Good running shoes must incorporate several characteristics: attenuation of shock at heel strike, rearfoot motion control, and stance phase and forefoot stability with allowance for metatarsal flexion in preparation for propulsion. Biomechanics research fostered a new understanding that chronic running injuries are due to additional factors beyond initial contact shock and excessive pronation. Studies show that the best predictors of movementrelated injuries are sport-specific exposure, time, and previous injuries.
We have learned that the human locomotor system itself attenuates the effects of impact: the moving skeleton is not a simple mass whose vibrations should be dampened through cushioning. The body in motion responds to cushioning, but experiments by Benno M. Nigg, Dr.sc.nat., Dr.h.c.Mult., at the Human Performance Lab at the University of Calgary, Canada, indicate that during running, soft-tissue vibrations are short and heavily damped independent of the shoe-surface combination. He labelled this phenomenon and the changes in muscle activity "muscle tuning effects."3 The muscle tuning paradigm can be summarized as follows. Impact force provides a signal that is sensed by the central nervous system, which in turn responds by adjusting and activating corresponding muscle groups. Tuning occurs to minimize soft-tissue vibrations. These effects are subject-specific and depend on the characteristics of soft-tissue compartments. It appears that the locomotor system minimizes the vibration of soft-tissue compartments automatically. Paradoxically, too much cushioning from a shoe or orthotic may inhibit this natural response.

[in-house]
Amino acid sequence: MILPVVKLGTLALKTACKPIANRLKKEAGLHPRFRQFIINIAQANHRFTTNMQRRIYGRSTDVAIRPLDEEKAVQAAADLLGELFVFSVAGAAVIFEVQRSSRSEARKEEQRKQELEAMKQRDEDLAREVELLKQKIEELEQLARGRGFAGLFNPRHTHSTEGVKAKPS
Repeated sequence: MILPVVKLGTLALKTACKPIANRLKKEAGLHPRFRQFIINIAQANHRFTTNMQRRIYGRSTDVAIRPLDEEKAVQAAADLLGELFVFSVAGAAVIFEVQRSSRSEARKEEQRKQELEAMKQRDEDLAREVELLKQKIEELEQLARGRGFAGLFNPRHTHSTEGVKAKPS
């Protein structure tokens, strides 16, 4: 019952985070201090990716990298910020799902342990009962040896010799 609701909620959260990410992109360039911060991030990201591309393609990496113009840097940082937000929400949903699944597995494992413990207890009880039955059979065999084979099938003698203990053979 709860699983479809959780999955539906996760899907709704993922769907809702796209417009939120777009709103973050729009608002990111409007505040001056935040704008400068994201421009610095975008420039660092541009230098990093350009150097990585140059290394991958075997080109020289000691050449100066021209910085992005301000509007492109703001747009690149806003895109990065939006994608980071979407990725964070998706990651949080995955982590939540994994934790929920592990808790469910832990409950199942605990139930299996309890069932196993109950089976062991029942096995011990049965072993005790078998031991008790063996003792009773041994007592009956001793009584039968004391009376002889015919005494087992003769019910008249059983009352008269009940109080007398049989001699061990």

Good shoe design balances the competing demands for protection, cushioning, stability, and motion. It seems there is no best shoe for all runners, but there is likely a right shoe for each runner. This is validated in experience as shoe design continues to cycle through trends from minimalist to maximalist, and from gel cushions to barefoot. More likely, within the wide range of options, there are specific features suitable to an individual's biomechanics and preferences.
Compared with walking, running is a complex activity with higher forces and step rates. Slight anomalies in muscle or joint functions can potentially cause injuries. The choices for running style, orthotics, and shoes should be tailored to each individual. The patient's experience is more important than any prevailing theory. Careful consideration of a runner's biomechanics and the proper selection of shoes and orthotics can be effective in preventing and treating injuries.
1. Pribut, S. 2013. The top five running injuries seen in the office—Part 1. Podiatry Management April/May:187-96. http://www.podiatrym.com/cme/CME413%20(1).pdf.
2. Pribut, S. 2013. The top five running injuries seen in the office—Part 2. Podiatry Management June/July:181-88. https://www.podiatrym.com/cme/CME613.pdf.
3. Nigg, B. 2010. Biomechanics of sport shoes. Calgary.